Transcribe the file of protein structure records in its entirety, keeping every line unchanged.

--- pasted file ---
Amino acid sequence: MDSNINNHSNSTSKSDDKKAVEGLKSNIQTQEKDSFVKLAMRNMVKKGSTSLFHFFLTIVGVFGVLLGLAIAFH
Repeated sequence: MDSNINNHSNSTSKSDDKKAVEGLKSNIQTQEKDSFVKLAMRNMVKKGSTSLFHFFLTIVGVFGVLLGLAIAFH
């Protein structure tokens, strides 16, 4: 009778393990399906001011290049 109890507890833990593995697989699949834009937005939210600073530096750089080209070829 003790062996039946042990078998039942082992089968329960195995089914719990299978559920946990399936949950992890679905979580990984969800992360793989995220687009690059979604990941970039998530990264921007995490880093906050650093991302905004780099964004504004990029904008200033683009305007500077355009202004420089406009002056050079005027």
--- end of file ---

Amino acid sequence: MDSNINNHSNSTSKSDDKKAVEGLKSNIQTQEKDSFVKLAMRNMVKKGSTSLFHFFLTIVGVFGVLLGLAIAFH
Repeated sequence: MDSNINNHSNSTSKSDDKKAVEGLKSNIQTQEKDSFVKLAMRNMVKKGSTSLFHFFLTIVGVFGVLLGLAIAFH
């Protein structure tokens, strides 16, 4: 009778393990399906001011290049 109890507890833990593995697989699949834009937005939210600073530096750089080209070829 003790062996039946042990078998039942082992089968329960195995089914719990299978559920946990399936949950992890679905979580990984969800992360793989995220687009690059979604990941970039998530990264921007995490880093906050650093991302905004780099964004504004990029904008200033683009305007500077355009202004420089406009002056050079005027």